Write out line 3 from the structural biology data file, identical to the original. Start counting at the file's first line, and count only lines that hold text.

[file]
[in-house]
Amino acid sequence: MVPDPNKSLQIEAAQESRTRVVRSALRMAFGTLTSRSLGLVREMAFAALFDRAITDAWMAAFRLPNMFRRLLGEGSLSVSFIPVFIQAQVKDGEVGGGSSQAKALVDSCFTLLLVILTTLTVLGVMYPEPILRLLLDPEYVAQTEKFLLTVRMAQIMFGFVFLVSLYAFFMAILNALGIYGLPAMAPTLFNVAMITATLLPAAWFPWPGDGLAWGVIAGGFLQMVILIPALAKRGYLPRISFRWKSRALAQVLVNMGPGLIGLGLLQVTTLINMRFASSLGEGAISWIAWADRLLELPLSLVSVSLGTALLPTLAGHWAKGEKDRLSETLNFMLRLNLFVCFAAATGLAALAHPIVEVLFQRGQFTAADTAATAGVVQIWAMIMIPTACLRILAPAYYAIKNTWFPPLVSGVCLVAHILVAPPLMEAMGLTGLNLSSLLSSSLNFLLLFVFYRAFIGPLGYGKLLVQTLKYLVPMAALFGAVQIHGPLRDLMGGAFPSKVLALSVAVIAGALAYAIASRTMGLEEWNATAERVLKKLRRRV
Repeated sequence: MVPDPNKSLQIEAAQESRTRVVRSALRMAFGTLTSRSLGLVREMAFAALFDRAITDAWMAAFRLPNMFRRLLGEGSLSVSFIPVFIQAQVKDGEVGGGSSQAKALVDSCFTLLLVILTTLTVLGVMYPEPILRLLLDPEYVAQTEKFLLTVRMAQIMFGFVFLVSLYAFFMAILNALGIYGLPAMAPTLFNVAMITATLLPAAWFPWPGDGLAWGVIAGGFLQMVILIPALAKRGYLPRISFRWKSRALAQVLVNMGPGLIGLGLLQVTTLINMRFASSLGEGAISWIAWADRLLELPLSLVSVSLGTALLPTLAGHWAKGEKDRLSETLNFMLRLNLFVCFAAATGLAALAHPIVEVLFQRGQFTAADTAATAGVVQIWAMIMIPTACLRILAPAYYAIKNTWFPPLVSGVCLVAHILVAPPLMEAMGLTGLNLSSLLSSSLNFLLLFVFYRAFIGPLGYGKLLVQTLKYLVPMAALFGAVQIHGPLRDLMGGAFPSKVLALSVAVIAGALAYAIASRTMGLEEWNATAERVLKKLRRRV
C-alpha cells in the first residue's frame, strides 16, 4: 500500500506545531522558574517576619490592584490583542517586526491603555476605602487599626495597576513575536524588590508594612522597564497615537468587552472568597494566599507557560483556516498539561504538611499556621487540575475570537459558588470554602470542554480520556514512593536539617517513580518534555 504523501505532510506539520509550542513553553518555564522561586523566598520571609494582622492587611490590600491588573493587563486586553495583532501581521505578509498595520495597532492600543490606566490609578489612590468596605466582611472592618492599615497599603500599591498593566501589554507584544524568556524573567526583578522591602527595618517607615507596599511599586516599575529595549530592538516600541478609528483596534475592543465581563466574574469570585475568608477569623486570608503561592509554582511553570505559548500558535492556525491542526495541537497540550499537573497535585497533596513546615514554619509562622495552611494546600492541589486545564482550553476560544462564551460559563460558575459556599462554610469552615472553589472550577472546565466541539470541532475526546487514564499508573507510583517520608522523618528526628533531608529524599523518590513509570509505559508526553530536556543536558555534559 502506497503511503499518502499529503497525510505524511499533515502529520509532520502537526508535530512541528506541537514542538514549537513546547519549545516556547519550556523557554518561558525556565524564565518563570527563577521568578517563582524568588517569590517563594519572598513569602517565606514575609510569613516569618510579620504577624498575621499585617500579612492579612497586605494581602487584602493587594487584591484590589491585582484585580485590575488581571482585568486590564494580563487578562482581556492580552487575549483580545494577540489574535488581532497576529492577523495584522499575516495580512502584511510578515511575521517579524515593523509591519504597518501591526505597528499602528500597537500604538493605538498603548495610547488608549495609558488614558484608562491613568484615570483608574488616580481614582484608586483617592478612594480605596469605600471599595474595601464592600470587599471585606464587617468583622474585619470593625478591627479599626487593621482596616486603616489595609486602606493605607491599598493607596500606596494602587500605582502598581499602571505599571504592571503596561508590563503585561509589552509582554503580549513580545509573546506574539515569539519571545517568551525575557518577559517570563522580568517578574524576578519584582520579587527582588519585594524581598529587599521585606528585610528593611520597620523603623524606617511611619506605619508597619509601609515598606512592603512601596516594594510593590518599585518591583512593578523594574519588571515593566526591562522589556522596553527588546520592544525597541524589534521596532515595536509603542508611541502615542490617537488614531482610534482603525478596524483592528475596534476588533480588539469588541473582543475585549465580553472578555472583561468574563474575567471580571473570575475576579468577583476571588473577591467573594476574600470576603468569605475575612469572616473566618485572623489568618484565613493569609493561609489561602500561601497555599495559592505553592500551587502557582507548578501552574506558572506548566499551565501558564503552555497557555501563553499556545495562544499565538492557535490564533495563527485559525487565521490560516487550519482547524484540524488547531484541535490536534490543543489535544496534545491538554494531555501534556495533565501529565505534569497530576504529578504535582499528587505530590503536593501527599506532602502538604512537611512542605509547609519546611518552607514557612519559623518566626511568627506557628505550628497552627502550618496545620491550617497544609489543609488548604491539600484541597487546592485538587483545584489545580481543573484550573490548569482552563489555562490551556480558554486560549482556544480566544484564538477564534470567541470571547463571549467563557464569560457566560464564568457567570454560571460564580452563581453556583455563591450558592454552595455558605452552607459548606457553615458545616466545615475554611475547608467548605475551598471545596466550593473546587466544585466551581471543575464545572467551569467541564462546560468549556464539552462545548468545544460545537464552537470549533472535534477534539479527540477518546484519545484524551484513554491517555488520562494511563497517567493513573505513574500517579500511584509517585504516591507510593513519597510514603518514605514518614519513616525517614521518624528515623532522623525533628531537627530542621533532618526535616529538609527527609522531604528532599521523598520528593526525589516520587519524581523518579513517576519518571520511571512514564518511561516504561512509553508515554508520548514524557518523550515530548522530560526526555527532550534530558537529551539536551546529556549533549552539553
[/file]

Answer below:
Repeated sequence: MVPDPNKSLQIEAAQESRTRVVRSALRMAFGTLTSRSLGLVREMAFAALFDRAITDAWMAAFRLPNMFRRLLGEGSLSVSFIPVFIQAQVKDGEVGGGSSQAKALVDSCFTLLLVILTTLTVLGVMYPEPILRLLLDPEYVAQTEKFLLTVRMAQIMFGFVFLVSLYAFFMAILNALGIYGLPAMAPTLFNVAMITATLLPAAWFPWPGDGLAWGVIAGGFLQMVILIPALAKRGYLPRISFRWKSRALAQVLVNMGPGLIGLGLLQVTTLINMRFASSLGEGAISWIAWADRLLELPLSLVSVSLGTALLPTLAGHWAKGEKDRLSETLNFMLRLNLFVCFAAATGLAALAHPIVEVLFQRGQFTAADTAATAGVVQIWAMIMIPTACLRILAPAYYAIKNTWFPPLVSGVCLVAHILVAPPLMEAMGLTGLNLSSLLSSSLNFLLLFVFYRAFIGPLGYGKLLVQTLKYLVPMAALFGAVQIHGPLRDLMGGAFPSKVLALSVAVIAGALAYAIASRTMGLEEWNATAERVLKKLRRRV